There not been a fat lot this season that has stuck out to me as something that could be described as “required viewing”, but of the shows I have watched so far, this one is by far the one getting the most attention. And deservedly so. There is something uniquely quirky and stylish about Keep Your Hands off Eizouken! right from the word go. And while I wasn’t so hot on it right away, it had done it’s job drawing me in by the time I’d finished its third episode.
This is an anime about making anime. It’s not the first one of those to exist, but rather than focusing on a studio or small group of professionals, this series looks at three high school girls with big imaginations strong enough to bring their passions to life. Well, two of the three at least.
The series focuses on Midori Asakusa; a short, tomboyish girl with a passion for anime and adventure. Her youthful explorations of the pretty amazingly designed city she grew up in (seriously, all of the background designs in this show are fantastic to behold.) lead her to create her own worlds and tools in her mind, which all translate to paper. She is skilled at creating highly intricate location concepts as well as the fantastical machines that could exist within them.
In the first episode, Asakusa meets Tsubame Mizusaki; a model and daughter of two famous actors. While everyone around her expects her to follow in her parent’s footsteps, her real passions lie in animation. Specifically character design, movement and the actual animation process of anime. Between the two, they strike up a friendship right away, deciding to combine their skills and make their own anime no matter what.
Thankfully for the two, whose imaginations and exuberance often get them off track before they can even get started, they are accompanied by Sayaka Kanamori (who looks like the long lost daughter of Shota Aizawa/Eraserhead, with a personality to match). Kanamori isn’t as interested in anime as the other two, but is interested in the financial reward that could potentially come from getting with with these two on the ground floor.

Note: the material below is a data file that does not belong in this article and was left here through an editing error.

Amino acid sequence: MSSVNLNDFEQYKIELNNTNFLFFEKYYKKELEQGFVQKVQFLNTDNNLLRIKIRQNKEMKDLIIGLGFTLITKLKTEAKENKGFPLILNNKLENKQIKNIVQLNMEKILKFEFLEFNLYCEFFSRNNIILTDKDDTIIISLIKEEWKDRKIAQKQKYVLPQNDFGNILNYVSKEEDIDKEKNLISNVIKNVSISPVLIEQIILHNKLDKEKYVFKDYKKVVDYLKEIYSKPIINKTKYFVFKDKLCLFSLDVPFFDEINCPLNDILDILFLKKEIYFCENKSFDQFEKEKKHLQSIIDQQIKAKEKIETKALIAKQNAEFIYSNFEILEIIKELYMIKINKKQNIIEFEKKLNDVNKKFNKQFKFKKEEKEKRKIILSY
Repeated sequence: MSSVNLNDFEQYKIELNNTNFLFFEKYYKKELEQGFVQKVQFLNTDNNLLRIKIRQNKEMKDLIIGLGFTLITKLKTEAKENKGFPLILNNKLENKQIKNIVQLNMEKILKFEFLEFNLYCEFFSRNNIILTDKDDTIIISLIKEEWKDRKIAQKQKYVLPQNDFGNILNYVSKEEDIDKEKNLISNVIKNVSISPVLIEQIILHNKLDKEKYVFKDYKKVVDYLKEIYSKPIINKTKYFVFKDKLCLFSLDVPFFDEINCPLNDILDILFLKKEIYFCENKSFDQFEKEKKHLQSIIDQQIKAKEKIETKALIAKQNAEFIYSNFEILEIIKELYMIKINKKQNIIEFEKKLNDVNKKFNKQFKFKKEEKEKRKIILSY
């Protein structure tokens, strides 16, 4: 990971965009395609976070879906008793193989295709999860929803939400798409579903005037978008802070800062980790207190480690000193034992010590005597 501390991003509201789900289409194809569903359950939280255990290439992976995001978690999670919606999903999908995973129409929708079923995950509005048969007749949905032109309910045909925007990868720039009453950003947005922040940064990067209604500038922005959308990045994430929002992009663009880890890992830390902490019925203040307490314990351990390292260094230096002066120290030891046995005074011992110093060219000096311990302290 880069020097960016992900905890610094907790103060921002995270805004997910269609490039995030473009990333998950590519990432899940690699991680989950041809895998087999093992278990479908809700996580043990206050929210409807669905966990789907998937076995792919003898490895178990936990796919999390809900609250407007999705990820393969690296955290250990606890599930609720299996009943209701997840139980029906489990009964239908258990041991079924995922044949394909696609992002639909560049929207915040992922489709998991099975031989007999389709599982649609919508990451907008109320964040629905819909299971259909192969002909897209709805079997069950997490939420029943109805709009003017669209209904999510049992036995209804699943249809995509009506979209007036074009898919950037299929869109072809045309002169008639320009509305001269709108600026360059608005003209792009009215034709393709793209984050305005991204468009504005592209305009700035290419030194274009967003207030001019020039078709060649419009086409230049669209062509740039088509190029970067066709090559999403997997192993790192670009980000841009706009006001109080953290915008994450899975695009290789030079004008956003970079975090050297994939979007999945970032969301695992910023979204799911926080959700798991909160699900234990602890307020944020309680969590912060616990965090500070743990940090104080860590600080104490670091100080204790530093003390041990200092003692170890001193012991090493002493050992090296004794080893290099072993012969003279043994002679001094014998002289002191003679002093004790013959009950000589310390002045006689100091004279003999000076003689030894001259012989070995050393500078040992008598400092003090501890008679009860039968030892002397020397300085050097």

Thankfully, she acts as the level head of the three, actually working out the necessities and funds needed to get their project off the ground, as well as keeping the teachers off their backs when they aren’t 100% honest about the kind club they’re forming in the old warehouse on the waterfront. She seems pretty mercenary about the whole thing, but does seems to care about Asakusa deep down.
There’s a lot going on here. The main driving force of the series is about the girl’s passion for animation, and that comes through powerfully. It’s even strong enough to hijack the scene and insert the characters into the locations and scenes they’re creating, with an art style to match the level progress they’ve made with their current designs. The sound effects in the world they’re creating are all made using the actor’s mouths too, adding to the sense of play and imagination behind it all.
It’s really cool. While at times it feels like the wild fantasies of a day dreaming school kid, at others it really delves into the process and skills needed to produce animation, talking through the little details that amateur viewers wouldn’t even notice, and yet bother these characters enough to make them want to improve all the same.
As the third episode ends, the trio are tasked with creating a three minute animation to present to a student council within 60 days to secure the maximum budget for their club going forward. We arrive at Asakusa’s home and are taken through their entire conceptual meeting for their animation, from the location, to the characters and the events within, shooting down ideas and making changes as they go.
It’s really interesting, but also speaks to the pains real animators must go through when creating these kind of works. Kanamori, who is purely business minded about the project, keeps saying it needs to be flashier and more impressive, while Mizusaki argues the skill it does take to animate realistic, fluid human movement that isn’t over the top. It’s a nice little dynamic which speaks to Mizusaki’s character, but also delves into the pains animators must feel when the work they’re most proud of is often overlooked.
Verdict: I was apprehensive, but now I’m very into this
While I was very impressed with the visual style going on right from the first episode, I wasn’t sure whether I was going to stick with it. However, now that the show has thrown some mild stakes and a goal with a time limit on the characters I find myself additionally invested on top of the quirky style the show has going for it.
While I enjoyed Asteroid in Love for the it’s easy going nature and the wholesomeness of it all, Keep Your Hands off Eizouken! comes at the same sense of following your passions with your friends, but actually gives the characters some stakes and goals that we can build up and see their process. There a real sense of love and care for the craft on display here, something all creators have felt at some point in their careers that childlike exuberance before the whole thing turns into a job.
I like this show a lot, and really want to see where it goes.